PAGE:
Danielle Dory

Coming Short of Your Personal Goals? Bolster Your Performance & Create a GAP Model

In Blog, Business on June 20, 2012 at 11:56 am

This is it. After emailing your cover letter to your career counselor, parents, grandparents, and favorite high school teacher for review, you’ve landed yourself an interview.  After breaking the bank to find the perfect professional outfit from a store you only know about because your parents shop there, and getting fashion advice from the nice sales rep behind the counter, you have found the perfect high cut and calves length business dress (or if you’re a guy the perfect suit).   After staring into the mirror rehearsing possible responses to questions like, Why are you a fit for insert name/company? or, What can we as a company gain by hiring you?, you waited around for a few days, and finally landed the job/internship.  The papers are signed.  Direct deposit statements are set.  Orientation was a breeze, and you are finally sitting at your cubical with only a pop-up wall separating you from a floor of others who, at some point, went through the same process.  Finally, the initiation is over. Right? Wrong.  Your work is just starting.

Not the work that your direct supervisor is going to be handing you, or the meetings, or the piles of notes that you’ll take after every conversation so that you know how exactly the company functions.  I’m talking about your personal work.  It’s on and off the clock and it’s never ending. That work is called gap analysis and after you learn it you will be using it for the rest of your life.  Gap analysis is a tool with a lot of factors and many different models, but it boils down to looking at the space in between where you are now and where you want to be (Is the picture making since now?).   Now, that’s a pretty general definition, and when working with most things general, the solution has to be broken into multiple parts. The company I intern with had a seminar led by the VP of Strategic Workforce Solutions, where he introduced ways in which gap analysis can be used to bolster business performance using Dana and James Robinson’s model.  We are using it to bolster personal performance.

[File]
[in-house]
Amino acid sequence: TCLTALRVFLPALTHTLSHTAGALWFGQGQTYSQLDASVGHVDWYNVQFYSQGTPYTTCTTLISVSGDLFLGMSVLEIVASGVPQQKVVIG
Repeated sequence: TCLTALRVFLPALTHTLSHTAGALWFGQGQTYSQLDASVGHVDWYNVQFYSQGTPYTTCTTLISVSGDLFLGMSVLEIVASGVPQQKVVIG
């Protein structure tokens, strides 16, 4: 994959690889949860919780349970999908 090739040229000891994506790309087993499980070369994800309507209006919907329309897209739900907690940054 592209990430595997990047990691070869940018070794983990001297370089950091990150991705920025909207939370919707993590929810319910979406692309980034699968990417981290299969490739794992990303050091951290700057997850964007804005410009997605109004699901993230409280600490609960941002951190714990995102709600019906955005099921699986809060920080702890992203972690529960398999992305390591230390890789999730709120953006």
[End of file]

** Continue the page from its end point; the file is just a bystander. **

Let’s Run Through It:

Going for the Should

Analyze what Is

Pin down reasons for gap.

I will use a simplified fictional case study to first identify the:

Situation: I am a new intern/employee.

Purpose: Promotion.  I am here to promote myself through newly acquired knowledge, hard work and networks.  I am also here to gain a promotion in my career whether it is with the same company or other potential employers.

                GAP Analysis

                                Going for the Should:

By the end of this internship I should have propelled my growth in new computer software, made an impact in the company through projects/relationships/cross-generational learning.  Gain mentors and new friends.

                                Analyze the Is:

It is my first week working with the company.  I have yet to meet my division’s director.  I know how to use the basic computer programs, but there is a new program that is foreign to me.  I only know the person next to me.

                                Pin point the Causes:

External Factors (out of your control):  Newness, Difference in work experience…

Internal Factors:

Attitude- Smile and walk with your head up. Address people by their names when saying Hello.  It shows that you were paying attention when they said their name, and makes the casual Hello a lot more personal.

Training- See if the company offers program training or work seminars, or make friends with your peers- usually people are more than willing to help you out. Foundation of Knowledge- A successful project takes a lot of work. Start asking questions and start taking notes.  This will demonstrate a genuine interest in your work and for the project to succeed.

Shyness- Seek people out using a personal conversation initiative….

I’m sure you’re getting the point, now get to work!

Advertisements

Leave a Reply

Fill in your details below or click an icon to log in:

WordPress.com Logo

You are commenting using your WordPress.com account. Log Out / Change )

Twitter picture

You are commenting using your Twitter account. Log Out / Change )

Facebook photo

You are commenting using your Facebook account. Log Out / Change )

Google+ photo

You are commenting using your Google+ account. Log Out / Change )

Connecting to %s

%d bloggers like this: